Ontario auditor slams waste at eHealth, cites $3K/day contract

Post by Mike Klassen in

6 comments

ballem-ehealth-globe
Globe and Mail: eHealth timeline with Penny Ballem as example of systemic abuse

The headlines are lighting up in Toronto today with the scandal that has forced the resignation of Ontario's Minister of Health. A report by Ontario's Auditor-General is a scathing rebuke of the systemic abuse that resulted in "$1 billion squandered" by eHealth.

Reporters at the Globe and Mail and Toronto Star are still processing the A-G's report. The Globe describes the use of consultants at eHealth at three-to-one over full-time staff. The Globe and Mail report includes a digital "timeline" of the eHealth scandal featuring Vancouver's City Manager Penny Ballem (see image above) as the most shocking example of favourtism.

The Star reports:

However, McCarter points a finger of blame at Kramer for using favouritism to award contracts. "In our opinion, the CEO's prior relationships with a number of the firms and individuals were one of the factors in her hiring and procurement decisions, and this does constitute favouritism," the report said.

McCarter does not accept an excuse of "urgency" for getting the electronic health record job done or the fact that the consultants — some of whom earned upwards of $3,000 a day — had relevant experience and therefore this was a valid reason for sole-sourcing contracts.

So in other words, the excuses Ballem used for her rich compensation and bypassing of a bidding process don't hold water with the Auditor General.

Reported by CBC, Ballem explains:

"I have no concern; I did some honest work for eHealth Ontario," she told CBC News.

Verbal agreements are common in the consulting world, Ballem said, and her fee was on par with what is paid in the sector and included travel and living expenses.

"It never occurred to me that I wouldn't ever get paperwork, and frankly, I never tested that because I had to go back to them and say that I was taking another position," Ballem said.

When Ballem dropped the eHealth consulting gig, RPO took over.

Ballem said she stopped serving as an advisor at RPO when she became Vancouver's city manager in mid-December 2008. The eHealth contract was doled out to RPO some time in the following months.

"There's no conflict of interest there," she said, pointing out that the health care community in Canada is relatively small.

Penny Ballem was once listed as one of RPO Management's consultants for hire. It is not clear whether Ballem received a referral fee from RPO for landing them the eHealth contract. According to our FOI, RPO did no work for eHealth in the period of two months after Ballem's departure, raising questions about whether a transition plan was ever put in place.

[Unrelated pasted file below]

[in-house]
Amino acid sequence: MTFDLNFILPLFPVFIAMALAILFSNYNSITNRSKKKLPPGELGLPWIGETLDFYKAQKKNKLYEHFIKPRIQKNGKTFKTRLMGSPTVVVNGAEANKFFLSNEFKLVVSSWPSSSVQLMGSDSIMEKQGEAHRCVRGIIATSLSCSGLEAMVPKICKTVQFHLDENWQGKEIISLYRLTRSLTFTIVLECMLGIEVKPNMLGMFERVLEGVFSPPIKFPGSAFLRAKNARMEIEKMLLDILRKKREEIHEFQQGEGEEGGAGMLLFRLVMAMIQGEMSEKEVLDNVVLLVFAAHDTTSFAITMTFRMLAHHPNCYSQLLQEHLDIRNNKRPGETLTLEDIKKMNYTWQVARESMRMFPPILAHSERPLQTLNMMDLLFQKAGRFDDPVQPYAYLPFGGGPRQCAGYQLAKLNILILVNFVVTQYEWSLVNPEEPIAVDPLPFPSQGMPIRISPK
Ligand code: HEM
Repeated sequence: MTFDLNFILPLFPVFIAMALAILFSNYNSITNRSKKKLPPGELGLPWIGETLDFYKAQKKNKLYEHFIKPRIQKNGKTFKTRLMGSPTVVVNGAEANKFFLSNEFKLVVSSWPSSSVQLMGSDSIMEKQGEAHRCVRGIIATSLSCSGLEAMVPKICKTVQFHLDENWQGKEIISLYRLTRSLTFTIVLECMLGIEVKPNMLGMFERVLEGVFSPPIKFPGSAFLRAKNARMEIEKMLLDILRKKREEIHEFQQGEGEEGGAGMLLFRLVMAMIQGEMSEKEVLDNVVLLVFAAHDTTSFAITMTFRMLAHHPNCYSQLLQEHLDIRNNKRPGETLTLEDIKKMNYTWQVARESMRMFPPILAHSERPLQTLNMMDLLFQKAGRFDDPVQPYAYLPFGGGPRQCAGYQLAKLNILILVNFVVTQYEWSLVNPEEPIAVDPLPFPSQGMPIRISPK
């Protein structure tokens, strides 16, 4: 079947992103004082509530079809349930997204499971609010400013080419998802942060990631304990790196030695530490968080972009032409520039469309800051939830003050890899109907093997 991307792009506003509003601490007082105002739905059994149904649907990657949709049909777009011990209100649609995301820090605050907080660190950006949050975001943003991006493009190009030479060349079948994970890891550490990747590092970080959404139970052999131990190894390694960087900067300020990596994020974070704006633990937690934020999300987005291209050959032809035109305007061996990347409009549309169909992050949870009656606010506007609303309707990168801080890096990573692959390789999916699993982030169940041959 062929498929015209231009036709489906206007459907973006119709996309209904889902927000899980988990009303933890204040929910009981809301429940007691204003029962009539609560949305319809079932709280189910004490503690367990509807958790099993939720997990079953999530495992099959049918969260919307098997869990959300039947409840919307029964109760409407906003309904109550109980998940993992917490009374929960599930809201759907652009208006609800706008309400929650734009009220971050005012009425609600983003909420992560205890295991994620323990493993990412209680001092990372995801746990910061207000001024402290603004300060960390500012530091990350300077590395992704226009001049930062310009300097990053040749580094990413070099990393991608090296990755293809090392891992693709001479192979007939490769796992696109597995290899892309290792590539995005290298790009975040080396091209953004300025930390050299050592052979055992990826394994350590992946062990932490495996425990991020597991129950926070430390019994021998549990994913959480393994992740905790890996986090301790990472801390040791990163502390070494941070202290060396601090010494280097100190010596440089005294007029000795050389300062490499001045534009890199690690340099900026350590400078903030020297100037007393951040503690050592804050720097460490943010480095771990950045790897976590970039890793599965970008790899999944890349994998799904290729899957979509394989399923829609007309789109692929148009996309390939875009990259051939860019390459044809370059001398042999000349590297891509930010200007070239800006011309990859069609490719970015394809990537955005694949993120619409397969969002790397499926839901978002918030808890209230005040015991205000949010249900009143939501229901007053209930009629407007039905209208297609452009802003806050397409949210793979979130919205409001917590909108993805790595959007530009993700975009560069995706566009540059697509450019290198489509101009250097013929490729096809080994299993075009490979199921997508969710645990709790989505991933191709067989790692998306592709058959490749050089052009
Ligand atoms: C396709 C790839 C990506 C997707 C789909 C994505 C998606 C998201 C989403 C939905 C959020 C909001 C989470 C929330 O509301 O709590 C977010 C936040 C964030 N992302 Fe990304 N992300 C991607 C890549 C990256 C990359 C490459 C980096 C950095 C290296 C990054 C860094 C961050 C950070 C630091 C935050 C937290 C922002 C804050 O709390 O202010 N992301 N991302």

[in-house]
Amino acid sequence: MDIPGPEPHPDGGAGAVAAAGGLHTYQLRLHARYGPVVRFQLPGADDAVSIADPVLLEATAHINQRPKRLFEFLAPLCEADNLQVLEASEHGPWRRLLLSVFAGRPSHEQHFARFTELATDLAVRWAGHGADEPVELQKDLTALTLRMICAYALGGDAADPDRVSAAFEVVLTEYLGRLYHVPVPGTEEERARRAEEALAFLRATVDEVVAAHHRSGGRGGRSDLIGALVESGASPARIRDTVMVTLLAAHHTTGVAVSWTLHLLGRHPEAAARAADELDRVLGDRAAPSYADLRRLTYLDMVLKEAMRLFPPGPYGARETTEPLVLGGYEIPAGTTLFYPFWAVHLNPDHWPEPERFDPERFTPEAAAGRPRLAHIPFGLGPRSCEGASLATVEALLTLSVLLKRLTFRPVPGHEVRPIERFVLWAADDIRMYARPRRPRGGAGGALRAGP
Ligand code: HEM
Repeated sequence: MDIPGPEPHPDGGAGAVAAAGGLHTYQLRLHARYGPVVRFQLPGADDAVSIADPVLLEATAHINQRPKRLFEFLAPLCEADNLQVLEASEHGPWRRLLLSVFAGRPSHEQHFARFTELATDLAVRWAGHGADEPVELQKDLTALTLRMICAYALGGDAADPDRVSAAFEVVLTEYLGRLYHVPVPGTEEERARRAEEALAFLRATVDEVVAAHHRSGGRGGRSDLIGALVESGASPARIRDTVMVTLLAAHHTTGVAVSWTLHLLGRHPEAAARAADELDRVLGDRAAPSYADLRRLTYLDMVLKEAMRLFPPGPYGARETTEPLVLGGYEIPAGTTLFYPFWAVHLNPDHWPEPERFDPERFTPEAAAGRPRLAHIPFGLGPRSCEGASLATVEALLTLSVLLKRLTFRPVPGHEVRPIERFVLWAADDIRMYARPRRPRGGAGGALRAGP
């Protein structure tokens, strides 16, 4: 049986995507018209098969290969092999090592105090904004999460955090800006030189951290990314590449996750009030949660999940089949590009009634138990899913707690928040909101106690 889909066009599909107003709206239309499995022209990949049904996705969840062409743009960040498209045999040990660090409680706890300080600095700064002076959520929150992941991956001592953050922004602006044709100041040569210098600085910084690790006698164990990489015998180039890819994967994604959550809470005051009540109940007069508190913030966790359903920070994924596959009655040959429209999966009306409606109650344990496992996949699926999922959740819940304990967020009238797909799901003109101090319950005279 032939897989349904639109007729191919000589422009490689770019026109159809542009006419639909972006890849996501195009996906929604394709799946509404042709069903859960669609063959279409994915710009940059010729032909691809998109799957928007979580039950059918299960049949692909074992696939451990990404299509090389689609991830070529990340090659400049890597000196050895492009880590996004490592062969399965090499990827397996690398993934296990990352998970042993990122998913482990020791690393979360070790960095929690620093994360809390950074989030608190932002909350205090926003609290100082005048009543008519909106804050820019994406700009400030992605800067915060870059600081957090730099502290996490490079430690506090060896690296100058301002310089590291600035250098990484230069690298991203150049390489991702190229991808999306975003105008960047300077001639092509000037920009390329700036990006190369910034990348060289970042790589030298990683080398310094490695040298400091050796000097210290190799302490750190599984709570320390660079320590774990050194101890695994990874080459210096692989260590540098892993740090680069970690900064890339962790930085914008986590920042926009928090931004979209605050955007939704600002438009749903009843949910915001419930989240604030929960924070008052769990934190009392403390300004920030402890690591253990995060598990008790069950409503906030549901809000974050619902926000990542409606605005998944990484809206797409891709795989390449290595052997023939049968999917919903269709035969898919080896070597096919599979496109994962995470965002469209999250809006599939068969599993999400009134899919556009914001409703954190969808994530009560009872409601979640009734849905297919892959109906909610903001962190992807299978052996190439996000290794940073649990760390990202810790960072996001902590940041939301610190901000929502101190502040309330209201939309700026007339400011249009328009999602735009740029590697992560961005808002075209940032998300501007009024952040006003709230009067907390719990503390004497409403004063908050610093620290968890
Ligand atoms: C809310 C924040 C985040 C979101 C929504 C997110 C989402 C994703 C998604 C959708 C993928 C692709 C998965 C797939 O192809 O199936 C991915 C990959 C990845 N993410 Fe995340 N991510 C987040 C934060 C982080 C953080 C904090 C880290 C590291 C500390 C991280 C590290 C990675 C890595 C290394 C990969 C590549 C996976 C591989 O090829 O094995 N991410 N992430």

Penny Ballem conducted most of her billable hours on the eHealth project in the days just prior to the announcement that she was Gregor Robertson's new "hand-picked" City Manager.

Ballem was hired by eHealth, without a contract, on the recommendation of CEO Sarah Kramer, over the objections of eHealth staff.

Penny Ballem now is the head of Vancouver's civil service.

6 Comments

Ballem did the work, submitted an invoice, and eHealth paid it. If they had a problem with the amount they shouldn't have paid it. Plain and simple.

I don't know the relationship you guys down at City Caucus have with the previous City Manager, Judy Rogers, but it seems to me, the person that you should slogging is her. All the Olympic overruns that Penny Ballem and the Council have to deal with now, are a product of Roger's mismangement and the previous Council's leadership. Your griping about this council and Ballem is getting old.

J,

Be sure to share your forgiving remarks with the Globe and Mail, Toronto Star and Toronto Sun. They seem to be still interested in this story like us.

Btw, the people who signed Ballem's cheque are all now either resigned or fired for their part in this corruption.

After this kind of news I think someone needs a happy song.
http://www.youtube.com/watch?v=CcP8sVjZ5qg

To Jasper:

Maybe I'm just old school but I believe there should be an element of shame in doing contract work *for the public.*

Paraphrased, you're saying it's ok to say, "I billed a sickening amount, for work I can barely document, with no terms of reference to justify that work in the event of an audit. Blame the fools who approved my obscene bills, it's all their fault, and oh yeah, by the way, I'm setting a fine example for public servants everywhere." Wow, that's a defence!

If that's the ethical standard for the consulting world, what's next? I guess I can just send a bill to eHealth now for $20,000, because I think I've earned it! Who cares if I can't prove they asked me? If they pay the invoice, it's their fault, not mine! LOL

Rob'n the Hood,
I laughed myself into a stupor! Hilarious.

RPO was knee deep in e-health money. I don't think anybody has caught on. Eventually the money pit dried up and so they sold themselves to secor.

where2beforfree-smallbanner
Check out BCWineLover.com!

Paid Advertisement

Paid Advertisement



Close